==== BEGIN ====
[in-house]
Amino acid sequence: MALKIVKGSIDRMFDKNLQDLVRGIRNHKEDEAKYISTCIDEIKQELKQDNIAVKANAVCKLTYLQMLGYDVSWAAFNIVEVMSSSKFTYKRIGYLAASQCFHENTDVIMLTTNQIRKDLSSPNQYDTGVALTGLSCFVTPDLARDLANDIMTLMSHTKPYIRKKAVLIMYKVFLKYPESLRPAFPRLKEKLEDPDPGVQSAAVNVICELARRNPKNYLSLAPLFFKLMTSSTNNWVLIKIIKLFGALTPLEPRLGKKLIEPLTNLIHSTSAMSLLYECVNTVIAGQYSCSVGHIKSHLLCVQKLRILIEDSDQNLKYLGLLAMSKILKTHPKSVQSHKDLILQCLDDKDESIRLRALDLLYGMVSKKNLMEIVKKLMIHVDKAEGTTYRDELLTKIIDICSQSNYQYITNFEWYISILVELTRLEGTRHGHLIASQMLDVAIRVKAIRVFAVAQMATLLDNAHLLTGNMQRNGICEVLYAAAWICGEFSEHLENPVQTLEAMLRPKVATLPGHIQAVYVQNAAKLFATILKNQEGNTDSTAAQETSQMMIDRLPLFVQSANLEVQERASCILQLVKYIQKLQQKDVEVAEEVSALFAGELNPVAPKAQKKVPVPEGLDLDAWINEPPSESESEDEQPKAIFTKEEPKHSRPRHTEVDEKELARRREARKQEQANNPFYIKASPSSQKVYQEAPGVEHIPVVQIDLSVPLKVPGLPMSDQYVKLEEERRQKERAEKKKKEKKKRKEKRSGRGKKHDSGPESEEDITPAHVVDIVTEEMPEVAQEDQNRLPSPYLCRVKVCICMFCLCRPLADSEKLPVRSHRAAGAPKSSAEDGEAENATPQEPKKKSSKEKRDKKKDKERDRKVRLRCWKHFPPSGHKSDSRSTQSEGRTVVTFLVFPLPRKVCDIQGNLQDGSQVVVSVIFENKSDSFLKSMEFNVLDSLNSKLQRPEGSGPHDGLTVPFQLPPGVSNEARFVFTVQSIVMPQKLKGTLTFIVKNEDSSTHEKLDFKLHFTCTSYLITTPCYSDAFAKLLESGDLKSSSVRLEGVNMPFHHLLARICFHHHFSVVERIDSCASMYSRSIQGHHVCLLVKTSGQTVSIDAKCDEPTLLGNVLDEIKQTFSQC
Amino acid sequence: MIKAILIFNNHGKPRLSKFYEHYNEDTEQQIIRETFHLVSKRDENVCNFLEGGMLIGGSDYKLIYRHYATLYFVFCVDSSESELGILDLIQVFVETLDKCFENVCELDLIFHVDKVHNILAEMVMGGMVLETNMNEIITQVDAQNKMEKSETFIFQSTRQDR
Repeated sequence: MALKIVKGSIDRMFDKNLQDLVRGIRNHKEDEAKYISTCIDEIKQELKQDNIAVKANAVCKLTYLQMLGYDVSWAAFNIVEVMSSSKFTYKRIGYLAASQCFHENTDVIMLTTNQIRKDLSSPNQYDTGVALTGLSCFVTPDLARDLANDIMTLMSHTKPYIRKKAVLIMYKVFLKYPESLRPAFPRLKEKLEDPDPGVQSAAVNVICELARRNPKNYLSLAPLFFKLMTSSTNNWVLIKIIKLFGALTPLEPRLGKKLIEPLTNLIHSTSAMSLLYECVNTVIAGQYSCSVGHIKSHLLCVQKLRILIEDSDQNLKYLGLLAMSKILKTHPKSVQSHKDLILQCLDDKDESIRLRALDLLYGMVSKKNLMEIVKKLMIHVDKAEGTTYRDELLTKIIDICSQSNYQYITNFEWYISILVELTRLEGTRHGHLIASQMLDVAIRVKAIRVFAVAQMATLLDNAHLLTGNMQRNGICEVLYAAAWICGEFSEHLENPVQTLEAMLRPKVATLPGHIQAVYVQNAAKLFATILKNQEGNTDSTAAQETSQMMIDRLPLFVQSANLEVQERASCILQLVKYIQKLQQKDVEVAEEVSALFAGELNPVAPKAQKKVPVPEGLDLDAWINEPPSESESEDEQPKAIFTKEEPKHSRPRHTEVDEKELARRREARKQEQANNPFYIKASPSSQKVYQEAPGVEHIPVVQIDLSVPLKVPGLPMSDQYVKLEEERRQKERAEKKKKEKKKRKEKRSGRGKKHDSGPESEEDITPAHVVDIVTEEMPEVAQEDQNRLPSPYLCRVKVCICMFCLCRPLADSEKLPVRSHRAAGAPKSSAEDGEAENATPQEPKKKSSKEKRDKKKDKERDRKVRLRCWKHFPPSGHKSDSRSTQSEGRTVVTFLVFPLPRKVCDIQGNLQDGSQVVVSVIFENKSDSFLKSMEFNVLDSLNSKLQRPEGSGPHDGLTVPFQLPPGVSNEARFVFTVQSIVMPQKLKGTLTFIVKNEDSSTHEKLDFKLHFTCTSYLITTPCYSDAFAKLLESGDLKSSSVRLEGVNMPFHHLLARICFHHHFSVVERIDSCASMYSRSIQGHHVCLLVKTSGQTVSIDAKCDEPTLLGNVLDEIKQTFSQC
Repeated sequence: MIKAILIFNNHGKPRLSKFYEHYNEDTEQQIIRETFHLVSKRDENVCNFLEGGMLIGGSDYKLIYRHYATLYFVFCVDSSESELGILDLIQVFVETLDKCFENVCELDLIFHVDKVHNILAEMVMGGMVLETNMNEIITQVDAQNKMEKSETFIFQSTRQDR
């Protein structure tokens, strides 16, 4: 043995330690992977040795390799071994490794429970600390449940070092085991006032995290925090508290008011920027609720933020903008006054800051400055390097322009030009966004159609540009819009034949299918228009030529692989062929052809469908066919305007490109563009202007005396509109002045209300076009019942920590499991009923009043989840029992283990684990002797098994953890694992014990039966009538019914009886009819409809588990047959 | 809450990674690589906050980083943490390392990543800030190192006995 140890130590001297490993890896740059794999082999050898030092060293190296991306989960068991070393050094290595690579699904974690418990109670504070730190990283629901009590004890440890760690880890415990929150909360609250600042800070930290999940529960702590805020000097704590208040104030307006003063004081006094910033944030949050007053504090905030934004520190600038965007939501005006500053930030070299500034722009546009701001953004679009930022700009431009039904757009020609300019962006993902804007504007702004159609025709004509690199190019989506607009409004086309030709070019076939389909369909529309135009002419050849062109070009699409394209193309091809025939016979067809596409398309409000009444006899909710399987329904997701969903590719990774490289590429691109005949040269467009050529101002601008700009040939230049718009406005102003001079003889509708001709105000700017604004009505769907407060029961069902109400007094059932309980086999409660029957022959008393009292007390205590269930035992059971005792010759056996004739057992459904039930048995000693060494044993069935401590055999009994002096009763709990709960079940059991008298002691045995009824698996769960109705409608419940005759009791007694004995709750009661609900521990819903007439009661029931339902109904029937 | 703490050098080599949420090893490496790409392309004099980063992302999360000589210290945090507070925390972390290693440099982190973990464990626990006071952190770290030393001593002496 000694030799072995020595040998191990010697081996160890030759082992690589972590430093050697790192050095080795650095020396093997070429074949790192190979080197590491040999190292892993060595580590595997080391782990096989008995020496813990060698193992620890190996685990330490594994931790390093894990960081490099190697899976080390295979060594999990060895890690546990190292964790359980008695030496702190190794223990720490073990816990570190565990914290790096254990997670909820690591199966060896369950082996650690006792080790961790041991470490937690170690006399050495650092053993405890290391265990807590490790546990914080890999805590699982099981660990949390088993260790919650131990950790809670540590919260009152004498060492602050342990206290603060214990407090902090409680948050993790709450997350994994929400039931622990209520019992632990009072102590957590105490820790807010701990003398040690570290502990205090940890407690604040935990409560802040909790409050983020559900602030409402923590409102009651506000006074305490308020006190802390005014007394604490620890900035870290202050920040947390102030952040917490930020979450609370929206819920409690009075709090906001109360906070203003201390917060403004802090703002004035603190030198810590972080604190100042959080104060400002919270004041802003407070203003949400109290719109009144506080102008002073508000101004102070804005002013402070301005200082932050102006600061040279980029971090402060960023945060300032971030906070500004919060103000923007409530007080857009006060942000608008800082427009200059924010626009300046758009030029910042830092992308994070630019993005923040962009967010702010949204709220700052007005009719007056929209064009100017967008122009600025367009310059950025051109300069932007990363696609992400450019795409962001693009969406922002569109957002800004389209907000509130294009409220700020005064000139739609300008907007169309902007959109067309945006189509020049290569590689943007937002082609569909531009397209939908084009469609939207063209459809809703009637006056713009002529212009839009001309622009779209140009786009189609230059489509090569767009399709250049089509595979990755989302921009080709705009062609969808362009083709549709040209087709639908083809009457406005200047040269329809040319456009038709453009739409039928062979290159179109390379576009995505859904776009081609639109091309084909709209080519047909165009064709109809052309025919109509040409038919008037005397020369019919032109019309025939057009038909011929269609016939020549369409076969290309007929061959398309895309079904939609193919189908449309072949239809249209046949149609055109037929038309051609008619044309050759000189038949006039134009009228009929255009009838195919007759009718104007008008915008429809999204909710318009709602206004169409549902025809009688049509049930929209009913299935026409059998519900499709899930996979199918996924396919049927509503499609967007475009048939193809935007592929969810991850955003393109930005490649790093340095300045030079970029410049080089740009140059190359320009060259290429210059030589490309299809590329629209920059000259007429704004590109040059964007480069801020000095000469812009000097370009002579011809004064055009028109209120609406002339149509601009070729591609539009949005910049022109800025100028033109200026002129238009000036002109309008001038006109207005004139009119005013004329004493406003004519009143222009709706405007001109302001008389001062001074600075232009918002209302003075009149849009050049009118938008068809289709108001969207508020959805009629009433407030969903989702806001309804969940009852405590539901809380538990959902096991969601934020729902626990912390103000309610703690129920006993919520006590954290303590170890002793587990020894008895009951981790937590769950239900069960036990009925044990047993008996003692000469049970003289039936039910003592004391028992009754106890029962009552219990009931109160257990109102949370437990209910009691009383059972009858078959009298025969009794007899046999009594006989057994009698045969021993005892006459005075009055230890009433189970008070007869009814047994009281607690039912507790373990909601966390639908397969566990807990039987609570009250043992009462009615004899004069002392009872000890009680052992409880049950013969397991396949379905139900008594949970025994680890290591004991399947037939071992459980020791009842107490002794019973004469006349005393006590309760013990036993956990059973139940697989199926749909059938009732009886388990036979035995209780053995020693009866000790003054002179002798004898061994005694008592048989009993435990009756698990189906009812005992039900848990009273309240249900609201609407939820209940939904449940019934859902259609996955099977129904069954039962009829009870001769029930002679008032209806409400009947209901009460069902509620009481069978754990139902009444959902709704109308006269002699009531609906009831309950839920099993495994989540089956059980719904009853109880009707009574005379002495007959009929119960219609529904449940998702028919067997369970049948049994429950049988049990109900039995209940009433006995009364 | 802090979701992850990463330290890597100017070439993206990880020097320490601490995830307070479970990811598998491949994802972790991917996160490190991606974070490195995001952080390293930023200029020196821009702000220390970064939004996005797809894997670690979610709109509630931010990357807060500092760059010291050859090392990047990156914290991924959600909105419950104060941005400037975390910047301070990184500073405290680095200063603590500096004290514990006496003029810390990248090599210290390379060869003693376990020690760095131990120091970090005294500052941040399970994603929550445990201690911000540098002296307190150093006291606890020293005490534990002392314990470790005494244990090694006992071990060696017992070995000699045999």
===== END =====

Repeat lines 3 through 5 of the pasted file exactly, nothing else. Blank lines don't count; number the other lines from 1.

Amino acid sequence: MIKAILIFNNHGKPRLSKFYEHYNEDTEQQIIRETFHLVSKRDENVCNFLEGGMLIGGSDYKLIYRHYATLYFVFCVDSSESELGILDLIQVFVETLDKCFENVCELDLIFHVDKVHNILAEMVMGGMVLETNMNEIITQVDAQNKMEKSETFIFQSTRQDR
Repeated sequence: MALKIVKGSIDRMFDKNLQDLVRGIRNHKEDEAKYISTCIDEIKQELKQDNIAVKANAVCKLTYLQMLGYDVSWAAFNIVEVMSSSKFTYKRIGYLAASQCFHENTDVIMLTTNQIRKDLSSPNQYDTGVALTGLSCFVTPDLARDLANDIMTLMSHTKPYIRKKAVLIMYKVFLKYPESLRPAFPRLKEKLEDPDPGVQSAAVNVICELARRNPKNYLSLAPLFFKLMTSSTNNWVLIKIIKLFGALTPLEPRLGKKLIEPLTNLIHSTSAMSLLYECVNTVIAGQYSCSVGHIKSHLLCVQKLRILIEDSDQNLKYLGLLAMSKILKTHPKSVQSHKDLILQCLDDKDESIRLRALDLLYGMVSKKNLMEIVKKLMIHVDKAEGTTYRDELLTKIIDICSQSNYQYITNFEWYISILVELTRLEGTRHGHLIASQMLDVAIRVKAIRVFAVAQMATLLDNAHLLTGNMQRNGICEVLYAAAWICGEFSEHLENPVQTLEAMLRPKVATLPGHIQAVYVQNAAKLFATILKNQEGNTDSTAAQETSQMMIDRLPLFVQSANLEVQERASCILQLVKYIQKLQQKDVEVAEEVSALFAGELNPVAPKAQKKVPVPEGLDLDAWINEPPSESESEDEQPKAIFTKEEPKHSRPRHTEVDEKELARRREARKQEQANNPFYIKASPSSQKVYQEAPGVEHIPVVQIDLSVPLKVPGLPMSDQYVKLEEERRQKERAEKKKKEKKKRKEKRSGRGKKHDSGPESEEDITPAHVVDIVTEEMPEVAQEDQNRLPSPYLCRVKVCICMFCLCRPLADSEKLPVRSHRAAGAPKSSAEDGEAENATPQEPKKKSSKEKRDKKKDKERDRKVRLRCWKHFPPSGHKSDSRSTQSEGRTVVTFLVFPLPRKVCDIQGNLQDGSQVVVSVIFENKSDSFLKSMEFNVLDSLNSKLQRPEGSGPHDGLTVPFQLPPGVSNEARFVFTVQSIVMPQKLKGTLTFIVKNEDSSTHEKLDFKLHFTCTSYLITTPCYSDAFAKLLESGDLKSSSVRLEGVNMPFHHLLARICFHHHFSVVERIDSCASMYSRSIQGHHVCLLVKTSGQTVSIDAKCDEPTLLGNVLDEIKQTFSQC
Repeated sequence: MIKAILIFNNHGKPRLSKFYEHYNEDTEQQIIRETFHLVSKRDENVCNFLEGGMLIGGSDYKLIYRHYATLYFVFCVDSSESELGILDLIQVFVETLDKCFENVCELDLIFHVDKVHNILAEMVMGGMVLETNMNEIITQVDAQNKMEKSETFIFQSTRQDR